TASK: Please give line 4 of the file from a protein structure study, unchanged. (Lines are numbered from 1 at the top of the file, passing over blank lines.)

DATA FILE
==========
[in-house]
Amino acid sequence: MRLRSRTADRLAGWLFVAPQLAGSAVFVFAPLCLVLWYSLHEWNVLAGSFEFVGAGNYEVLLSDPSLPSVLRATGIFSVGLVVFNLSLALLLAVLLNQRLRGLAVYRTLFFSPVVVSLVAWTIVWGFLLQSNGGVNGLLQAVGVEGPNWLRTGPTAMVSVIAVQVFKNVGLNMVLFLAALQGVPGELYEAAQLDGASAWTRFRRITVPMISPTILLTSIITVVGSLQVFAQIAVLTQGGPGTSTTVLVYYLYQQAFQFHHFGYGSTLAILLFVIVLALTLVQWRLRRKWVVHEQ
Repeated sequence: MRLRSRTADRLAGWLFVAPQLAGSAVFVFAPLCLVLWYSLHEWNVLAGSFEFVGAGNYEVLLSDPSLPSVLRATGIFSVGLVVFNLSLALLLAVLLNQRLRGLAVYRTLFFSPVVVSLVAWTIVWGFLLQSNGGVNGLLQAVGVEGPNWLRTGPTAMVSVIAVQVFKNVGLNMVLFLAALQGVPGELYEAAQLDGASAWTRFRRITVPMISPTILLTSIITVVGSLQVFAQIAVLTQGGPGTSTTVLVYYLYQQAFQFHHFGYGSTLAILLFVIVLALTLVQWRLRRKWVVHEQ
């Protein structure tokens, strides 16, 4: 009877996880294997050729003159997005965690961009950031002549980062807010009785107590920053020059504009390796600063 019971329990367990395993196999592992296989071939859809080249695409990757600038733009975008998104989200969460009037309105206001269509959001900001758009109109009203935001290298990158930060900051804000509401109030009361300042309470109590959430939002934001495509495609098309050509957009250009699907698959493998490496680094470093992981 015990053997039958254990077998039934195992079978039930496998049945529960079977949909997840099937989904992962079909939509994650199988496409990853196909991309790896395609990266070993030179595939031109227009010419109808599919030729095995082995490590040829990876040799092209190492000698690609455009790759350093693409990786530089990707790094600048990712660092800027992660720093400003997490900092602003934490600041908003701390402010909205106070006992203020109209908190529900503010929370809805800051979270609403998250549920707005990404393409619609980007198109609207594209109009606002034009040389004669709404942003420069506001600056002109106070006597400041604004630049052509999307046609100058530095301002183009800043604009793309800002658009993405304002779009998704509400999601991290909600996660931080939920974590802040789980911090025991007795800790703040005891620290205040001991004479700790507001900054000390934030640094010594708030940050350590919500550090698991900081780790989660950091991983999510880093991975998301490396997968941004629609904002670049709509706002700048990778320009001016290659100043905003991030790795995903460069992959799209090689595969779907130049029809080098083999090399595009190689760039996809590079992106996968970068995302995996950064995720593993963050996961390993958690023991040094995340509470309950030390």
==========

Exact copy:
């Protein structure tokens, strides 16, 4: 009877996880294997050729003159997005965690961009950031002549980062807010009785107590920053020059504009390796600063 019971329990367990395993196999592992296989071939859809080249695409990757600038733009975008998104989200969460009037309105206001269509959001900001758009109109009203935001290298990158930060900051804000509401109030009361300042309470109590959430939002934001495509495609098309050509957009250009699907698959493998490496680094470093992981 015990053997039958254990077998039934195992079978039930496998049945529960079977949909997840099937989904992962079909939509994650199988496409990853196909991309790896395609990266070993030179595939031109227009010419109808599919030729095995082995490590040829990876040799092209190492000698690609455009790759350093693409990786530089990707790094600048990712660092800027992660720093400003997490900092602003934490600041908003701390402010909205106070006992203020109209908190529900503010929370809805800051979270609403998250549920707005990404393409619609980007198109609207594209109009606002034009040389004669709404942003420069506001600056002109106070006597400041604004630049052509999307046609100058530095301002183009800043604009793309800002658009993405304002779009998704509400999601991290909600996660931080939920974590802040789980911090025991007795800790703040005891620290205040001991004479700790507001900054000390934030640094010594708030940050350590919500550090698991900081780790989660950091991983999510880093991975998301490396997968941004629609904002670049709509706002700048990778320009001016290659100043905003991030790795995903460069992959799209090689595969779907130049029809080098083999090399595009190689760039996809590079992106996968970068995302995996950064995720593993963050996961390993958690023991040094995340509470309950030390």